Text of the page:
If you’re in the market for a luxurious Euro-cruiser, the new E-class diesel might be the one that makes the most sense. Comfort, technology, safety, efficiency and good looks – all can be found here in spades. As long as you’re not after a ‘Bahn-burner, because it seems to be wanting a little more sportiness.
Pricing: 2014 Mercedes-Benz E250 BlueTEC 4MATIC
Base price: $57,800
Options: $800 Driving Assistance package; $1300 LED lighting system; $2700 Premium package; $1300 Sport package; $300 panoramic sunroof; $475 Sirius satellite radio
A/C tax: $100
Price as tested: $66,770
The 2014 E-class has evolved slightly. Some of those taut, angular lines have been softened, and the front end has seen the biggest change. Those polarizing headlight clusters have been replaced, and the new ones are spectacular. I love the organic shape of the LED driving light strips – they are eye-catching and look aggressive coming down the road. The grille has also changed, proudly jutting out now. The famous three-pointed star hood ornament? Gone. But have no fear, it’s there – as a plate-sized grille insert. It sounds gaudy but doesn’t come across that way. There are huge restyled lower intakes and a very noticeable, chromed lower splitter in front – which will happily get acquainted with any parking curb you want to nestle up to.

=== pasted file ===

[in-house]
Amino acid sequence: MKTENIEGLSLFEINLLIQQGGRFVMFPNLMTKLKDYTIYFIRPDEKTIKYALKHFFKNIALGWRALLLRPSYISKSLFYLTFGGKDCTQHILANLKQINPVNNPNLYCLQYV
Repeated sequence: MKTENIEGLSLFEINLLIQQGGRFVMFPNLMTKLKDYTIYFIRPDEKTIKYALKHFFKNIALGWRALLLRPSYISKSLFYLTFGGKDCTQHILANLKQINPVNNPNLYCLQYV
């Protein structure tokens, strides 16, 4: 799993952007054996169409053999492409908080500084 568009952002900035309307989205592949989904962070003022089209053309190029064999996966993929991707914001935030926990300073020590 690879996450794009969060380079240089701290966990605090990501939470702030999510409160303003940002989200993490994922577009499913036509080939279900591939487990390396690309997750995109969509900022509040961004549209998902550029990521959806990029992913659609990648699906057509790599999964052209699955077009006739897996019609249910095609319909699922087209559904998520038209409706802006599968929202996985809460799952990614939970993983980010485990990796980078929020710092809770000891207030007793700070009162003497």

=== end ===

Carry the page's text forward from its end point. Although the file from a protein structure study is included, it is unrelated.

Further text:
Otherwise, the dimensions remain the same, and the wedge-shaped side profile does too. It retains its compressed snout and gains volume as your eyes make their way toward the back of the car. I quite like the shape, but it’s certainly not one that will get a lot of second looks.
The rear end gets some updated, wrap-around LED tail lights and nicely integrated exhaust tips. Fenders are filled with 245/40-sized boots on 18-inch rims.
The E-class’ proportions are great. The car looks substantial, but never comes across as a big beast. There’s a nice balance between classy presence and liveable size.
The E250’s interior is beautifully crafted out of soft-touch plastics, black and grey wood trim and splashes of metal with lovely touches like a handsome analog clock. The fit and finish are spectacular but all the blacks and greys make it a bit of a dark, somber place to be.